Toys ‘R’ Us Adding FAO Schwarz Boutiques

Discussion
Oct 28, 2009
George Anderson

By
George Anderson

There
were plenty of questions when Toys “R” Us acquired FAO Schwarz last
May about how it would operate an iconic toy merchant that was the
virtual opposite of itself. One anser is now known: Toys “R” Us will
open FAO Scwarz boutiques in each of its 585 stores in the U.S. beginning
on Nov. 1.

“FAO
Schwarz is known to kids and kids-at-heart for offering distinctive,
unique toys and creating memories that last a lifetime,” said Jerry
Storch, chairman and CEO of Toys “R” Us, Inc., in a press release. “This
holiday season we are proud to celebrate the legacy of the FAO Schwarz
brand, making it more accessible to customers from coast-to-coast while
creating new traditions for generations of children to come.”

Each
boutique will be located in a prominent position near the front of
each Toys “R” Us store and will feature life-sized displays of the
FAO Schwarz toy soldier.

The
sections will sell tightly edited and affordable FAO Schwarz items
ranging in price from $2.99 to $64.99. Consumers looking for the full
FAO Schwarz effect, can go online to its website, www.FAO.com,
or order through its holiday catalog. The catalog will ship to consumers
across the country on Nov. 10. and include toys priced up to $1,499.99.

Discussion
Questions: What do you think of the multi-channel approach Toys “R” Us
is taking with FAO Schwarz? How much will the in-store boutiques affect
sales in Toys “R” Us this holiday season? Will they, for example, get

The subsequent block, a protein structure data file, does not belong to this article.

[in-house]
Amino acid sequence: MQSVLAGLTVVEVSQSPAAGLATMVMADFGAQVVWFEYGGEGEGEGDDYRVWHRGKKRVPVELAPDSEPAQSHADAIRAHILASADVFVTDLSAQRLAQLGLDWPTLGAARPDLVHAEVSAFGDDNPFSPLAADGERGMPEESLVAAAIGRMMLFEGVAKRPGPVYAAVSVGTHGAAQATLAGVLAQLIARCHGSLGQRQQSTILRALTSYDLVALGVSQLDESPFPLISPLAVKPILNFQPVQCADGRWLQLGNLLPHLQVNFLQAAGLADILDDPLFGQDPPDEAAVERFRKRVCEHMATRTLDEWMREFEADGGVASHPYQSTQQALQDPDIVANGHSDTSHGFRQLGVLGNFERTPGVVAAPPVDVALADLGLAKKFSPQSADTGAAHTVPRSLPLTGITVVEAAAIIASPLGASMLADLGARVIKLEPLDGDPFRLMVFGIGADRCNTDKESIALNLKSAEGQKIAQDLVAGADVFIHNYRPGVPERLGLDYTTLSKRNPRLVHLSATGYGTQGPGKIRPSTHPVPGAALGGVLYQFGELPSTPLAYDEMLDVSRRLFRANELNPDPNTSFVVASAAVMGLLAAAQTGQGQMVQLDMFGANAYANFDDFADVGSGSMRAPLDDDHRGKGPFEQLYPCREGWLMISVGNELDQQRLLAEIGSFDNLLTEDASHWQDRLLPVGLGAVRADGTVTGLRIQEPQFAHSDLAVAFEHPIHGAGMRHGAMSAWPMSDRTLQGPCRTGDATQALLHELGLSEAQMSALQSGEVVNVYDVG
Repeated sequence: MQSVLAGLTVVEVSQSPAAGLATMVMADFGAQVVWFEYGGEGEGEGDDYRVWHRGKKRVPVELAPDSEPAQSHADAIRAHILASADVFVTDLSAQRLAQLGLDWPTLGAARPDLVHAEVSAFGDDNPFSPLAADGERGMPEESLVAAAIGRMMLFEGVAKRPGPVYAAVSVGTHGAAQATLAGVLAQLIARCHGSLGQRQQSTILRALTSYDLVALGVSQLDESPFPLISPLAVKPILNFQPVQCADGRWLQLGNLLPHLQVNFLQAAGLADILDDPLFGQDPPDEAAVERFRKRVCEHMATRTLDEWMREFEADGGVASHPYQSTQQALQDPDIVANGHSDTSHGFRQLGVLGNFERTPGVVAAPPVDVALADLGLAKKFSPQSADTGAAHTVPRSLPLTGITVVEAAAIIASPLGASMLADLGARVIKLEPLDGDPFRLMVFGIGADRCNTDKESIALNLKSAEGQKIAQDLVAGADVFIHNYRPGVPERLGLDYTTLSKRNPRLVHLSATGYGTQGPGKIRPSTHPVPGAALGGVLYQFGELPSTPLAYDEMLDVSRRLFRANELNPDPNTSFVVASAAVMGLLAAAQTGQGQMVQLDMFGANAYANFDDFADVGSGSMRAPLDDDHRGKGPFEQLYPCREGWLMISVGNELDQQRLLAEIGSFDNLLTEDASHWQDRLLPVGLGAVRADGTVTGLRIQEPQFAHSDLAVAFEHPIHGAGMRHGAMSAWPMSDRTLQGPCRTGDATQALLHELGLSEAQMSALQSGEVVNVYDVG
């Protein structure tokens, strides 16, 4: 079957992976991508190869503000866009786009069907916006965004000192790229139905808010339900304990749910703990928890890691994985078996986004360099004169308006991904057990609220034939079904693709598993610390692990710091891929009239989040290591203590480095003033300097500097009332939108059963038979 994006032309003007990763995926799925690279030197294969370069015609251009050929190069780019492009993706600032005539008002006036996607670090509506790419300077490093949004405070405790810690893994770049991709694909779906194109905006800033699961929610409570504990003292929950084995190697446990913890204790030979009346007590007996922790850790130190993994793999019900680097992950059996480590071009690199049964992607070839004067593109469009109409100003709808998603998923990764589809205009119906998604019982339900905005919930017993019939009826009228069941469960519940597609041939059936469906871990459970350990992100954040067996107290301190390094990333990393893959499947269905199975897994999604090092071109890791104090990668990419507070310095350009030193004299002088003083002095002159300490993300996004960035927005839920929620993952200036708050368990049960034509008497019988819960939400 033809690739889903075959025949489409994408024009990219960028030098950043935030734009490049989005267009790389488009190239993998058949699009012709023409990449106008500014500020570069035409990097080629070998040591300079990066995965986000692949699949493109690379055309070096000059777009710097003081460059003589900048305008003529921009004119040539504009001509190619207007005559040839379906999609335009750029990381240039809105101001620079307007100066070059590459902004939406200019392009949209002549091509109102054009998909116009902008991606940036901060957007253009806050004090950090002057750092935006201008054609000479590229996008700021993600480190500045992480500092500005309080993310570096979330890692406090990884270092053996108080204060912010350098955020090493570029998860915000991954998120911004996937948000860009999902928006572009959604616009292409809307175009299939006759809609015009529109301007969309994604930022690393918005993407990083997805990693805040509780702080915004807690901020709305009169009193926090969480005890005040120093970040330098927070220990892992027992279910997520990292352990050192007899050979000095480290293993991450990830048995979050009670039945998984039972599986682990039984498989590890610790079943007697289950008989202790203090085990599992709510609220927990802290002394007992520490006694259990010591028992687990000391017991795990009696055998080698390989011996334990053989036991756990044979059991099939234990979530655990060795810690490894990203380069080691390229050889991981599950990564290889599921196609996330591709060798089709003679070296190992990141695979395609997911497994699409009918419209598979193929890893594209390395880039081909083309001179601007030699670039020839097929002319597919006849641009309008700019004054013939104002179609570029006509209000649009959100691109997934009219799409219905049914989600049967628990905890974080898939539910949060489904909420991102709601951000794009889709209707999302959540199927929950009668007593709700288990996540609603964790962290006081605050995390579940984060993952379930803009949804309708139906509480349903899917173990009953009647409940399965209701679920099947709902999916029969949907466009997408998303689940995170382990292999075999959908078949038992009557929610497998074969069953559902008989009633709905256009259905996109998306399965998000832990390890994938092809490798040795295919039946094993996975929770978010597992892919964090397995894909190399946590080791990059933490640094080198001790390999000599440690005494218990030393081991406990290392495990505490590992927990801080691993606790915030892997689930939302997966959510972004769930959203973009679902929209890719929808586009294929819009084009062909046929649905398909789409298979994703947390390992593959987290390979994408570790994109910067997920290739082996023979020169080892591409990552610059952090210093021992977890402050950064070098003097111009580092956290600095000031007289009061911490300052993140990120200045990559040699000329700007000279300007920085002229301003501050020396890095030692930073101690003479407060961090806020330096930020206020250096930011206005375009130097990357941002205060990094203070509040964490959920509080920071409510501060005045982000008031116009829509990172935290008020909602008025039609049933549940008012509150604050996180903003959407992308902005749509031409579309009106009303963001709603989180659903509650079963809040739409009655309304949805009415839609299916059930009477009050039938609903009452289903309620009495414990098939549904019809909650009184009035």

consumers to visit Toys “R” Us stores that might not normally do so?

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11 Comments on "Toys ‘R’ Us Adding FAO Schwarz Boutiques"


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Joan Treistman
Guest
11 years 6 months ago

It’s hard to imagine the FAO legacy represented with items up to $65. It’s the opportunity to experience the luxury and aspire to the $1500 product, settling for the $65 (or less) toy, that generates much of the FAO Schwarz in-store revenue.

So if Toys “R” Us sections off a part of the store to showcase items that are essentially in the same price range as the other products in the same Toys “R” Us store, it will be difficult to convey the special FAO message. There will be no luxury customer experience.

The article suggests the life-size toy soldiers and unique items in the boutique section will be sufficient to reinforce the FAO Schwarz equity. I’m not convinced.

Doron Levy
Guest
Doron Levy
11 years 6 months ago

FAO could be considered a toy brand in itself and this differentiates TRU from its competition by offering this unique and upscale line. Boutiques have worked in TRU. Babies “R” Us started off as a boutique and RZone has been a consistent player in the segment. If anyone can execute on the boutique concept, TRU can. FAO brings a new level of exclusivity to the mix.

Ben Ball
Guest
11 years 6 months ago

My bet is that the FAO Schwarz franchise is headed the way of the Lands’ End franchise after being incorporated into the Sears stores.

Kevin Graff
Guest
11 years 6 months ago

Off the top, I like this approach for TRU. In an ever more competitive toy category, this may help distinguish them from the pack. The other panelists who raised concerns about the FAO brand may be right in the long run, but I can’t see this as being anything but a winner for TRU.

Chuck Palmer
Guest
11 years 6 months ago

Toys “R” Us is surely leveraging their opportunities and taking a variety of smart strategic steps to solidify their position in toys. CEO Jerry Storch said this in a recent Bloomberg interview: “This is a great time to reinforce our authority position in the toy marketplace, a great time to increase our brand penetration and a great time to drive incremental sales.”